January 30, 2024

Navigating Unwanted Thoughts: Understanding and Managing Intrusive Mental Visitors

Introduction

Let’s dive into the subject of intrusive thoughts – those unexpected mental intruders that drive us to distraction (literally) or catch us off guard. Whether unsettling, distressing, or just downright odd, these thoughts are a common part of the human experience. In this blog we’re looking at what intrusive thoughts are, explore their origins, and delve into ways you can manage them.

What are intrusive thoughts?:

Intrusive thoughts are spontaneous and unwelcome and arise without invitation. Ranging from mildly disconcerting to intensely vivid, these thoughts can be a regular occurrence for many, particularly those grappling with conditions such as anxiety disorders, obsessive-compulsive disorder (OCD), or post-traumatic stress disorder (PTSD).

However, we ALL have thousands of thoughts a day – around 60000 in fact – and many of them can be negative.

Overthinking – Rumination

Rumination is a form of intrusive thoughts where we’re engaged in involuntary, compulsive thinking. We can get stuck in negative thought loops and uncomfortable emotions and rumination tends to involve repetitive thinking about negative past events, problems, or concerns.

You might find yourself constantly thinking about what you could have done differently and beating yourself up about it. Worrying about the future – maybe an important event or meeting is looming. Instead of focusing on being ready for it, you might find yourself constantly worrying about how it might go wrong.

Understanding Why We Have Intrusive Thoughts

Intrusive thoughts can be traced back to the intricate processes of the brain, perpetually handling information, memories, and emotions. The mind’s endeavour to assess potential threats or challenges can give rise to these involuntary, and sometimes distressing thoughts.

 

The Beach Ball Example

Fighting with our thoughts can make them more prominent and can make us assume the content must be important, so we hang on to them and we try harder to make sense of them.   It’s like trying to hold a beach ball under water – the more we try and push down, the strong it pushes back to the surface and the energy it takes to keep that ball under water is immense.  Keeping that ball under water can takes up lots of your energy and attention, meaning you have very little left to do anything else.  It’s the same with thoughts…most of which are JUST thoughts – NOT facts.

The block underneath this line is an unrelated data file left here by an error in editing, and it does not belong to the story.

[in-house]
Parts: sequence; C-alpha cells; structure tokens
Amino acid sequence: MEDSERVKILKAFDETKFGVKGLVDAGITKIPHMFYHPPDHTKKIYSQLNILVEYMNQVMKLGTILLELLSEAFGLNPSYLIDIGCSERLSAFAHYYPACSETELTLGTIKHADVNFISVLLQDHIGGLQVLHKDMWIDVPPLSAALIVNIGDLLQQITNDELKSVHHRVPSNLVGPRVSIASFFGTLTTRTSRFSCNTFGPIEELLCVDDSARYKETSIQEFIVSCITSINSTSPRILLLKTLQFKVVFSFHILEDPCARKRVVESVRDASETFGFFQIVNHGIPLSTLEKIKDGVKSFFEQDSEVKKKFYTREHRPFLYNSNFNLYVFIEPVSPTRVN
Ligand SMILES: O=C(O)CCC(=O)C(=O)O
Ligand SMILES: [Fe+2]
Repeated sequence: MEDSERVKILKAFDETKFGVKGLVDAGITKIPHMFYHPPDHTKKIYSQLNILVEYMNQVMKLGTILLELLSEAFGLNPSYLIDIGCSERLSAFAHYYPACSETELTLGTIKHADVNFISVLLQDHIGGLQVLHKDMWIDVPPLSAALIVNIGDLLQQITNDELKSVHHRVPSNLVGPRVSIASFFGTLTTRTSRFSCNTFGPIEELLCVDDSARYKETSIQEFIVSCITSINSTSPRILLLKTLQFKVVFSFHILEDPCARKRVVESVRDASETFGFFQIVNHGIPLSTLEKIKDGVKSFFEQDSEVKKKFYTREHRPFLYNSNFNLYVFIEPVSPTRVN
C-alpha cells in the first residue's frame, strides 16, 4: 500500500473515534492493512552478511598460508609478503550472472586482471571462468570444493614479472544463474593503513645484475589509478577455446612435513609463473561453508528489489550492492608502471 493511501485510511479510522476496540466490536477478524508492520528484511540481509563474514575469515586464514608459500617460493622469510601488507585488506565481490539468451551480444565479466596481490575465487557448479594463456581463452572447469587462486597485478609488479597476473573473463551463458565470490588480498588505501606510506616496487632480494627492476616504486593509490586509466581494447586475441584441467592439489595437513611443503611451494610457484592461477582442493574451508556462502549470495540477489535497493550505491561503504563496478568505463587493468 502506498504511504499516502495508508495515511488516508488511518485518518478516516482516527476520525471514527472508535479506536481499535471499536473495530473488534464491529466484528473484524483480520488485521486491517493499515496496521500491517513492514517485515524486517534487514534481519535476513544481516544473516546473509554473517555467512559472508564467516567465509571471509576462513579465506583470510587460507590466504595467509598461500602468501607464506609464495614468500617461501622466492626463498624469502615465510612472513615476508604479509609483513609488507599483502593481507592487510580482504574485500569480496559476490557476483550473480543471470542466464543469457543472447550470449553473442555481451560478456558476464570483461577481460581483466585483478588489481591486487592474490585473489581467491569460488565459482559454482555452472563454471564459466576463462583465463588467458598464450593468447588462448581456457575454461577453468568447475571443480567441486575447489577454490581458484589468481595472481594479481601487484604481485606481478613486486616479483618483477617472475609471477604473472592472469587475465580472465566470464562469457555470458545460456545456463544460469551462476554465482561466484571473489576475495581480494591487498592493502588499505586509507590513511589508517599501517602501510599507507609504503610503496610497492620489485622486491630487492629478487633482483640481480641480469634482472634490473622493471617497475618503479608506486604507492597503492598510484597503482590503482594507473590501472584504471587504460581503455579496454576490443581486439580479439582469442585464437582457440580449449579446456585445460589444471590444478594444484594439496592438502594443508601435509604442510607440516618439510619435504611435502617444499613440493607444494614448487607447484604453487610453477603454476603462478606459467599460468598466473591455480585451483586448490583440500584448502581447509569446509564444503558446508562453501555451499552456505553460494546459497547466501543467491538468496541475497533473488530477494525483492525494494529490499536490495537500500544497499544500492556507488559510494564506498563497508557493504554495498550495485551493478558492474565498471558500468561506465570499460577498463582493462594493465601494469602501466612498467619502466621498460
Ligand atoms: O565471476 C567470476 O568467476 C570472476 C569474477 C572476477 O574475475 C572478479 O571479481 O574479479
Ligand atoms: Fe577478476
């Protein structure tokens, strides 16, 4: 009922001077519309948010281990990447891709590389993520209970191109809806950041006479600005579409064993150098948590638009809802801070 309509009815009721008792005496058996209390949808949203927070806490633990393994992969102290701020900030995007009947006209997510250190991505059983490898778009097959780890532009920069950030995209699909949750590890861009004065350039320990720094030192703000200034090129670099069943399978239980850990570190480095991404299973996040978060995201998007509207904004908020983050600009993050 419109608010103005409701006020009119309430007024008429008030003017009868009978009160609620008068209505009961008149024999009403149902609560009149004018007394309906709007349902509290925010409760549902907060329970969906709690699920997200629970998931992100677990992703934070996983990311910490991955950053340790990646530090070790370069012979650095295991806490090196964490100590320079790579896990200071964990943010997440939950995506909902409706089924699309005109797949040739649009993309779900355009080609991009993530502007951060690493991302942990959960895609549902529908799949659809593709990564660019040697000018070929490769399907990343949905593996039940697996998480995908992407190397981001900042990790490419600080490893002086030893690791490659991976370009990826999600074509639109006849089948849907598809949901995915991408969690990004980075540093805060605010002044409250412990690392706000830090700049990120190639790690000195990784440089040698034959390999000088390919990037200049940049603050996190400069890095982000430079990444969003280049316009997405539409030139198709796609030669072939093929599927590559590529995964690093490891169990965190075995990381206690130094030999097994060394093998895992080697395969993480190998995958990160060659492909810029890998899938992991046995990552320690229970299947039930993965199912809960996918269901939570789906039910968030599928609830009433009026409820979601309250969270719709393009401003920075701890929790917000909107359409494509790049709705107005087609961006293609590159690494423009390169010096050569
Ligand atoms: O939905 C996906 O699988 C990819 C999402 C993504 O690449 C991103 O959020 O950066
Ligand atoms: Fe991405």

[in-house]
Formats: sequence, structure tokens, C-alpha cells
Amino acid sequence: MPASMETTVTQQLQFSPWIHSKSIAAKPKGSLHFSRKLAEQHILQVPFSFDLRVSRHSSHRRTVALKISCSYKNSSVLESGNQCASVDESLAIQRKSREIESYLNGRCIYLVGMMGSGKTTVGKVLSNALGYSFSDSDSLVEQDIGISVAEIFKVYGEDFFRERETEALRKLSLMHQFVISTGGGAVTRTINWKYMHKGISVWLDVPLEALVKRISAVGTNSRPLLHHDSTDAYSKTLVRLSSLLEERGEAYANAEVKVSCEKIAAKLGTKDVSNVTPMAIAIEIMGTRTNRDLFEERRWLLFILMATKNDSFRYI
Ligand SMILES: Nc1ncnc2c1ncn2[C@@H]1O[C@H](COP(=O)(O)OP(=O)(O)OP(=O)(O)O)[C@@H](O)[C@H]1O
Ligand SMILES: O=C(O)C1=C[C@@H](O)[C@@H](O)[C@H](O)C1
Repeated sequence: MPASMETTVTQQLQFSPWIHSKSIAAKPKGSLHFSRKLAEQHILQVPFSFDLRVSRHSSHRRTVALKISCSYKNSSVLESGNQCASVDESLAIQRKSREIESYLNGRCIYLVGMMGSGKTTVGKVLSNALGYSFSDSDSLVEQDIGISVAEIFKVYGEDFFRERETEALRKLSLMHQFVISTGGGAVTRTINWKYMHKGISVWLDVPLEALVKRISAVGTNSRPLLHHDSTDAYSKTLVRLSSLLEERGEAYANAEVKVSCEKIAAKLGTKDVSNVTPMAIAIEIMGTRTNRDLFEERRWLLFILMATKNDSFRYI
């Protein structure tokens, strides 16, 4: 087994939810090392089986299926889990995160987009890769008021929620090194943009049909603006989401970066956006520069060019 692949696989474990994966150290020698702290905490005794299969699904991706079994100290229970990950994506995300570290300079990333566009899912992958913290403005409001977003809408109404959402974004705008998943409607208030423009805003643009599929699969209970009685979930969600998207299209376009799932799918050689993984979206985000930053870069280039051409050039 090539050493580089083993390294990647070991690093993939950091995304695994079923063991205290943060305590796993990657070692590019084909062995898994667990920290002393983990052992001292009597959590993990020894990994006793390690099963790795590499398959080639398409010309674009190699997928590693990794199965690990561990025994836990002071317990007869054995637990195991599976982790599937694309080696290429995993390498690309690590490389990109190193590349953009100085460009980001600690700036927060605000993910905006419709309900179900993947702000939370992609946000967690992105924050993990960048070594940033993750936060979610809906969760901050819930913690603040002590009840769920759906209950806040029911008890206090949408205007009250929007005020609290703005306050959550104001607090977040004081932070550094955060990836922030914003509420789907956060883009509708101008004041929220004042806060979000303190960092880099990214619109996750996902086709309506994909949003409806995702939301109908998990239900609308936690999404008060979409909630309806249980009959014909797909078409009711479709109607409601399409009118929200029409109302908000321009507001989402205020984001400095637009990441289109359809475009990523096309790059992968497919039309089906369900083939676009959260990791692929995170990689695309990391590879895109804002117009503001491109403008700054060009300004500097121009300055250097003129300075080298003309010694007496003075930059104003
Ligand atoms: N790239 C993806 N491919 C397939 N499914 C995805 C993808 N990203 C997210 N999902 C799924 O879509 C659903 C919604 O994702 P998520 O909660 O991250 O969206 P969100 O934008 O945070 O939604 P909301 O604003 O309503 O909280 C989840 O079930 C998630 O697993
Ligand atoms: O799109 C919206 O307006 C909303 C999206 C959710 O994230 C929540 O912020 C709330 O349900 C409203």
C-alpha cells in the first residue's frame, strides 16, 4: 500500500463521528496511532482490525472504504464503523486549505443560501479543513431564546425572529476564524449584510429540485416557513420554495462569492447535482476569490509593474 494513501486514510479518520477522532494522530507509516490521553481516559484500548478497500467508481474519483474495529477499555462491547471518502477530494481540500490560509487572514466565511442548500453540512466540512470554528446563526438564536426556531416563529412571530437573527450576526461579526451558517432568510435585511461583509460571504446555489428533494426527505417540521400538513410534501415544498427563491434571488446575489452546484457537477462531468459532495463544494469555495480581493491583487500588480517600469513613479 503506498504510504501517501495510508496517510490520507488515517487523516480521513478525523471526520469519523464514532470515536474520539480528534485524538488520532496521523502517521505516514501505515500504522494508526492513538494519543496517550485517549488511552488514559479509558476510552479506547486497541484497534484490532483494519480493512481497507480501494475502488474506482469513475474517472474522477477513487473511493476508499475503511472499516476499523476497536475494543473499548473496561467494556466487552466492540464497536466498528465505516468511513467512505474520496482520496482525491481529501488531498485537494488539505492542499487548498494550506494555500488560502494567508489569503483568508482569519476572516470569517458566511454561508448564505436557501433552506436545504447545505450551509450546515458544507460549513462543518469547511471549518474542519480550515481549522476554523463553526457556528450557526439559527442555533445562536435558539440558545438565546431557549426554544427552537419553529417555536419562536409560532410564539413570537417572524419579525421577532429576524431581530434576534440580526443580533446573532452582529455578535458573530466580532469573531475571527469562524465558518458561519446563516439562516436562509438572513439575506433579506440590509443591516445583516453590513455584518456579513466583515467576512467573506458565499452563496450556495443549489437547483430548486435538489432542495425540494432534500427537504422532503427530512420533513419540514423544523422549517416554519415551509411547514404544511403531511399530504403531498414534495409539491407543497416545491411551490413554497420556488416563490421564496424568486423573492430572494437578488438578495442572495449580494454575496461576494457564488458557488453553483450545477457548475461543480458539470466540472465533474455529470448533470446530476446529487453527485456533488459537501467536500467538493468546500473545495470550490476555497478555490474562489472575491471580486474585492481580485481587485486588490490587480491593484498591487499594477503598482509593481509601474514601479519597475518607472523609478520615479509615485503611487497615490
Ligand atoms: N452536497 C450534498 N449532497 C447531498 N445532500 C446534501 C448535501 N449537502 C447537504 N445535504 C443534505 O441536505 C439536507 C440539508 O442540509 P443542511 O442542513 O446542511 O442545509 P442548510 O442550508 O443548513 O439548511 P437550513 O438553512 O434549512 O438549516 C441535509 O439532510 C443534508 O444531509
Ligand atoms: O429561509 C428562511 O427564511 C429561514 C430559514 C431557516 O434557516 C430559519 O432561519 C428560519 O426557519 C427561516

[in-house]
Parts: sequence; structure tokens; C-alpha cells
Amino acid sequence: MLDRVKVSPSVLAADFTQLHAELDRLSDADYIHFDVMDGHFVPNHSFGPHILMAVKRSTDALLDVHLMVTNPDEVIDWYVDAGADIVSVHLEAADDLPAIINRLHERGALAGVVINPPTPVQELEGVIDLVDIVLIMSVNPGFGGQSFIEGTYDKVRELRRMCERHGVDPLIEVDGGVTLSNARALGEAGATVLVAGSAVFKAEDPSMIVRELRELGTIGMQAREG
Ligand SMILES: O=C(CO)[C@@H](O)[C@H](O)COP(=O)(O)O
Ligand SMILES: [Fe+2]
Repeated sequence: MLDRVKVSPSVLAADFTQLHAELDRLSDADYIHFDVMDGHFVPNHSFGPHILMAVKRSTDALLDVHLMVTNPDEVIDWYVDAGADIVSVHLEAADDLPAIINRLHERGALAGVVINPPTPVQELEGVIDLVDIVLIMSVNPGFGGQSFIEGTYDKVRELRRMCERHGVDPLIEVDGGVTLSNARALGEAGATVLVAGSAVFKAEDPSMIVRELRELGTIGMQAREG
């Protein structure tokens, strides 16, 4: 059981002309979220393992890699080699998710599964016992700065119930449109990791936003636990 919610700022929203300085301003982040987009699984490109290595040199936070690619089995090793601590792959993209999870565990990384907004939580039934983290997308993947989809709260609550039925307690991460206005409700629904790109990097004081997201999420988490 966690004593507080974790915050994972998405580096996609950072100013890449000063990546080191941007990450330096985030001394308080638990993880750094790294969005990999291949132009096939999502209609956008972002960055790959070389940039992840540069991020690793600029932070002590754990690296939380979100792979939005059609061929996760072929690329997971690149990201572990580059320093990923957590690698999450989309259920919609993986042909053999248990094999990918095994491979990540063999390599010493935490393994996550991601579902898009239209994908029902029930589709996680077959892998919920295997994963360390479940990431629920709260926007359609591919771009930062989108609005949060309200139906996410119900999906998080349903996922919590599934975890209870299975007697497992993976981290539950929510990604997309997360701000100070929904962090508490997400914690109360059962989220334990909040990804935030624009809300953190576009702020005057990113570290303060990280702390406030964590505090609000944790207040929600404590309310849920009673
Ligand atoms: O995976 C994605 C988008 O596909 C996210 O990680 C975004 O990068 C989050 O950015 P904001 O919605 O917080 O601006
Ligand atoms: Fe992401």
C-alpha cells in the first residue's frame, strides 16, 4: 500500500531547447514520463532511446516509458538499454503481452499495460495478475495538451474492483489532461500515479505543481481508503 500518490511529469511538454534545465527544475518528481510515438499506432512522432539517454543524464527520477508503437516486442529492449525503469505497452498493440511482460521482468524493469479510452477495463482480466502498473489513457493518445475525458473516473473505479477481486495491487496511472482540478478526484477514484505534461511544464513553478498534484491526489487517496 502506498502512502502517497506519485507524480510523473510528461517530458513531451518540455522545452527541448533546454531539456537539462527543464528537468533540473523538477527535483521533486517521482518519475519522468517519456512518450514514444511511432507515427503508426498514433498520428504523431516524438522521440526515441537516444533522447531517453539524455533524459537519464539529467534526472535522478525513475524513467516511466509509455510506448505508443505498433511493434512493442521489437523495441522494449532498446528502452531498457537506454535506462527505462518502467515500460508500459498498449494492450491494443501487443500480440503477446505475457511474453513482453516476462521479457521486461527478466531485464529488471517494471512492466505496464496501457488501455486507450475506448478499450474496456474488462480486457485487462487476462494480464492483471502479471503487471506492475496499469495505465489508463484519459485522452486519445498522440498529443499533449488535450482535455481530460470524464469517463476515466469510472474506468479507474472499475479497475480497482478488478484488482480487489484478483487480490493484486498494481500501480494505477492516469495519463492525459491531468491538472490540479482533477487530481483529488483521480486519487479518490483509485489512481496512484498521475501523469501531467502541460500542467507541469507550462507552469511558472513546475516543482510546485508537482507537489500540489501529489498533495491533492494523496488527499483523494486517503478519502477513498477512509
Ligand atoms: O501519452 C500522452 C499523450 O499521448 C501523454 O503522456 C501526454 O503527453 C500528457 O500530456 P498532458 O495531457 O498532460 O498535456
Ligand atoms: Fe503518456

Advice for Managing Intrusive Thoughts:

Embrace Mindfulness Techniques

Engage in mindfulness practices like deep breathing, meditation, or grounding exercises to anchor yourself in the present moment, redirecting your focus from intrusive thoughts.

Challenge Negative Beliefs:

Actively question the legitimacy of intrusive thoughts, evaluating their alignment with your true values and beliefs. Recognising their irrationality can diminish their influence.

Seek Professional Advice or Help

If intrusive thoughts significantly impact your daily life, consider seeking guidance from a mental health professional. Cognitive Behavioural Therapy (CBT) has proven to be very effective in addressing and managing intrusive thoughts.

Share to Get Support

Share your experiences with trusted friends, family members, or support groups. Open dialogue fosters understanding and can contribute to a supportive network.

Cultivate Self-compassion

This is a biggie! Intrusive thoughts are a shared human experience so approach yourself with kindness, avoiding self-judgment, and acknowledging that thoughts do not define your character.

You are not alone

While intrusive thoughts may be a challenging aspect of mental life, understanding, self-compassion, and proactive coping strategies can significantly reduce their impact. Remember, seeking support is a courageous step toward maintaining mental well-being, and navigating the complexities of the mind is a journey well worth taking. You are not alone, help is available.